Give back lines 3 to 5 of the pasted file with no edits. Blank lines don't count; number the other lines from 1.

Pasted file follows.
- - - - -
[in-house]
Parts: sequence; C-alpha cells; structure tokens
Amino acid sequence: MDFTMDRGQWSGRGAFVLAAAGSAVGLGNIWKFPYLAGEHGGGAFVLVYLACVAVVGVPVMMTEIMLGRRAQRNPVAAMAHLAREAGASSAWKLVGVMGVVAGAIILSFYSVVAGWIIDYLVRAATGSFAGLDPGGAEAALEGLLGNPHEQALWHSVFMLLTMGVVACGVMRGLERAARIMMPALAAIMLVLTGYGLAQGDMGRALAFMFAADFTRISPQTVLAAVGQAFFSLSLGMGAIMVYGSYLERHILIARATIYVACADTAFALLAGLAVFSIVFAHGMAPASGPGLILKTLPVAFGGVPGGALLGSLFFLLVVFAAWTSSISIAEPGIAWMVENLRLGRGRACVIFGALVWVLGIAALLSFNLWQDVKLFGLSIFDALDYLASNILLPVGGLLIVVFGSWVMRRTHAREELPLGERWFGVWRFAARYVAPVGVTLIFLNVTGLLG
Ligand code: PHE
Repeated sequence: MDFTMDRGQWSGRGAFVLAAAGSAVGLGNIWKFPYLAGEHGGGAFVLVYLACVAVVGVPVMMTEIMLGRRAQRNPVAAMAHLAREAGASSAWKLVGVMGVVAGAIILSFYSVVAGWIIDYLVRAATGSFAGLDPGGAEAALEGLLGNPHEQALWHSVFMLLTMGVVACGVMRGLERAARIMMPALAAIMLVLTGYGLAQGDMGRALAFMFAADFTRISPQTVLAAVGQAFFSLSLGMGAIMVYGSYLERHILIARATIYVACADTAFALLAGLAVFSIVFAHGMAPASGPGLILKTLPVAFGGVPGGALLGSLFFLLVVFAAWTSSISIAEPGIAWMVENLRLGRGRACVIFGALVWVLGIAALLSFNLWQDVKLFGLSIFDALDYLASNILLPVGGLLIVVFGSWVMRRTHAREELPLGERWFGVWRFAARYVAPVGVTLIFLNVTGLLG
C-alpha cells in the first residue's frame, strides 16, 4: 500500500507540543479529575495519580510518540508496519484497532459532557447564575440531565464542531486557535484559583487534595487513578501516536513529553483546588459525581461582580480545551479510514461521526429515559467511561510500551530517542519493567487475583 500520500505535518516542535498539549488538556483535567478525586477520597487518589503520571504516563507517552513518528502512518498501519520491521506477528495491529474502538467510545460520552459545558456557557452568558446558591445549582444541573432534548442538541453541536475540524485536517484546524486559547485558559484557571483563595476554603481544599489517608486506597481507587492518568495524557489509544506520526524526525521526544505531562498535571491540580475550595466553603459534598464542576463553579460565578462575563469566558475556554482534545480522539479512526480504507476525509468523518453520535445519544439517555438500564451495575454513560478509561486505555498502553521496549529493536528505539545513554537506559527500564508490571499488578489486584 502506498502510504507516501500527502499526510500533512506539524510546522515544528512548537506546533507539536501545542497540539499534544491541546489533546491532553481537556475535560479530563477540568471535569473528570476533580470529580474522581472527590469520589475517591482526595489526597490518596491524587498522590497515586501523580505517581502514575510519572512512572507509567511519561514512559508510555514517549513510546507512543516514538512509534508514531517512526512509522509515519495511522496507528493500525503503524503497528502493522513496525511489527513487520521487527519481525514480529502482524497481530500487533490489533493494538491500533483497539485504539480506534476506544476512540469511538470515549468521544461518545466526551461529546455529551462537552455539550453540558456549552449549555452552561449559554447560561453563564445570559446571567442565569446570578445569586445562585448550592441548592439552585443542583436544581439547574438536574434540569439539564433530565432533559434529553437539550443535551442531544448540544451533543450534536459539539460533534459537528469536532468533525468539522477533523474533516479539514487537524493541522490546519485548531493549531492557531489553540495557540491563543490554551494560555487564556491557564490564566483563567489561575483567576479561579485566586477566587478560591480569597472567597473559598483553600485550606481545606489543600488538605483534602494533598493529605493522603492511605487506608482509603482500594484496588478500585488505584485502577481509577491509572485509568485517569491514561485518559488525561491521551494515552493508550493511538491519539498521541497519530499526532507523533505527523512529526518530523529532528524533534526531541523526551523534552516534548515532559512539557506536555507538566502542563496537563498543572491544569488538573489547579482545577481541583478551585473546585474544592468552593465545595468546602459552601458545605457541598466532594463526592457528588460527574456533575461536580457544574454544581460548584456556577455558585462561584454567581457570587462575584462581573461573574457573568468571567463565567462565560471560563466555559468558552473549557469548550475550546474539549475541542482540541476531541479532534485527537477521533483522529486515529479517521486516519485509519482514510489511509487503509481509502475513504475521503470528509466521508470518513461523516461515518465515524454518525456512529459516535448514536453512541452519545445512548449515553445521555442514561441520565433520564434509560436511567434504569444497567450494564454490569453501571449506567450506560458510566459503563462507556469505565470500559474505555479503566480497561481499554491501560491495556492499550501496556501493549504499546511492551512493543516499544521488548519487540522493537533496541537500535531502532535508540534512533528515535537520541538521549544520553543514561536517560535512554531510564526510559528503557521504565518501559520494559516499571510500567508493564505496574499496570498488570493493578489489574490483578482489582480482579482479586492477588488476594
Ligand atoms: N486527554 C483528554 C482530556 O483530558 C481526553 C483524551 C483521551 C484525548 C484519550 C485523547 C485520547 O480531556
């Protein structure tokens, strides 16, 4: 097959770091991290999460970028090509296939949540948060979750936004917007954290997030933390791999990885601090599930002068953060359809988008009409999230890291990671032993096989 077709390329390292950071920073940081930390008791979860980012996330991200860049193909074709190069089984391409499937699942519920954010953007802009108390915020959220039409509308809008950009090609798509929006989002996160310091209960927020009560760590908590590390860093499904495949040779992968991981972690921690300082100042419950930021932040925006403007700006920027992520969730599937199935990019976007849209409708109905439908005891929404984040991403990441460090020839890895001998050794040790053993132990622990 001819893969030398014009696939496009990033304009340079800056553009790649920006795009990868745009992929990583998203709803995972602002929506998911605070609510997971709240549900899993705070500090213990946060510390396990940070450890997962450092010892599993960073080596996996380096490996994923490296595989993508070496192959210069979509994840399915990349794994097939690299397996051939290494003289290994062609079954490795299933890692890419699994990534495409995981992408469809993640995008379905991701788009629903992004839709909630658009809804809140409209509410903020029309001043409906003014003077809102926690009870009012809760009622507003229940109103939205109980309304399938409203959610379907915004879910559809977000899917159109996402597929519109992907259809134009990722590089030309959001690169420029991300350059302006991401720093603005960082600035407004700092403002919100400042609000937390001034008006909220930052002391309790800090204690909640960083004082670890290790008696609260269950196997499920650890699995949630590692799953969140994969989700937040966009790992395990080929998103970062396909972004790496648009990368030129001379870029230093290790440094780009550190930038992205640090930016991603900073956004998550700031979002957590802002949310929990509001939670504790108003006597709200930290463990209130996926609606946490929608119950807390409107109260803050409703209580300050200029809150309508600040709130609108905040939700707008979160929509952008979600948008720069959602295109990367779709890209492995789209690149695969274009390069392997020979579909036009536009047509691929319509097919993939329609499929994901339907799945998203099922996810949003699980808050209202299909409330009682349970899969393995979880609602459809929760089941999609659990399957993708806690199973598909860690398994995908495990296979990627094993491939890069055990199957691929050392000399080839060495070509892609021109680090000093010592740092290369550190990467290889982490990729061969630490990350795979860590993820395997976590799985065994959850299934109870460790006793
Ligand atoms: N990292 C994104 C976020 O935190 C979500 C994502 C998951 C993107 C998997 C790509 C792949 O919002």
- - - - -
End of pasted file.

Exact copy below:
Amino acid sequence: MDFTMDRGQWSGRGAFVLAAAGSAVGLGNIWKFPYLAGEHGGGAFVLVYLACVAVVGVPVMMTEIMLGRRAQRNPVAAMAHLAREAGASSAWKLVGVMGVVAGAIILSFYSVVAGWIIDYLVRAATGSFAGLDPGGAEAALEGLLGNPHEQALWHSVFMLLTMGVVACGVMRGLERAARIMMPALAAIMLVLTGYGLAQGDMGRALAFMFAADFTRISPQTVLAAVGQAFFSLSLGMGAIMVYGSYLERHILIARATIYVACADTAFALLAGLAVFSIVFAHGMAPASGPGLILKTLPVAFGGVPGGALLGSLFFLLVVFAAWTSSISIAEPGIAWMVENLRLGRGRACVIFGALVWVLGIAALLSFNLWQDVKLFGLSIFDALDYLASNILLPVGGLLIVVFGSWVMRRTHAREELPLGERWFGVWRFAARYVAPVGVTLIFLNVTGLLG
Ligand code: PHE
Repeated sequence: MDFTMDRGQWSGRGAFVLAAAGSAVGLGNIWKFPYLAGEHGGGAFVLVYLACVAVVGVPVMMTEIMLGRRAQRNPVAAMAHLAREAGASSAWKLVGVMGVVAGAIILSFYSVVAGWIIDYLVRAATGSFAGLDPGGAEAALEGLLGNPHEQALWHSVFMLLTMGVVACGVMRGLERAARIMMPALAAIMLVLTGYGLAQGDMGRALAFMFAADFTRISPQTVLAAVGQAFFSLSLGMGAIMVYGSYLERHILIARATIYVACADTAFALLAGLAVFSIVFAHGMAPASGPGLILKTLPVAFGGVPGGALLGSLFFLLVVFAAWTSSISIAEPGIAWMVENLRLGRGRACVIFGALVWVLGIAALLSFNLWQDVKLFGLSIFDALDYLASNILLPVGGLLIVVFGSWVMRRTHAREELPLGERWFGVWRFAARYVAPVGVTLIFLNVTGLLG